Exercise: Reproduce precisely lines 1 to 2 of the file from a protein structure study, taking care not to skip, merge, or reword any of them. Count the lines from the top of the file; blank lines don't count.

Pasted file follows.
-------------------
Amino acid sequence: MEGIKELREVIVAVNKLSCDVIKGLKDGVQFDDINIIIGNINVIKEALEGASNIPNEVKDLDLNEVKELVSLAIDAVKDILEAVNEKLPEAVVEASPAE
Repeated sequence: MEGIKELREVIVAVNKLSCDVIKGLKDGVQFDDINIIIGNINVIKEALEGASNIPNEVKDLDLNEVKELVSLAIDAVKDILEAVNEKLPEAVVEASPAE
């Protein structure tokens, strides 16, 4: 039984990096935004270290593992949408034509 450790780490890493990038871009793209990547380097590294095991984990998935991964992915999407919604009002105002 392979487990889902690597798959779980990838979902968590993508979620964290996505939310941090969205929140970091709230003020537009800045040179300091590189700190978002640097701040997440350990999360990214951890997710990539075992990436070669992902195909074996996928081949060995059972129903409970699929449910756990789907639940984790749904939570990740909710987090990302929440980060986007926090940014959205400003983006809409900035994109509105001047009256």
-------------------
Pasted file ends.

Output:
Amino acid sequence: MEGIKELREVIVAVNKLSCDVIKGLKDGVQFDDINIIIGNINVIKEALEGASNIPNEVKDLDLNEVKELVSLAIDAVKDILEAVNEKLPEAVVEASPAE
Repeated sequence: MEGIKELREVIVAVNKLSCDVIKGLKDGVQFDDINIIIGNINVIKEALEGASNIPNEVKDLDLNEVKELVSLAIDAVKDILEAVNEKLPEAVVEASPAE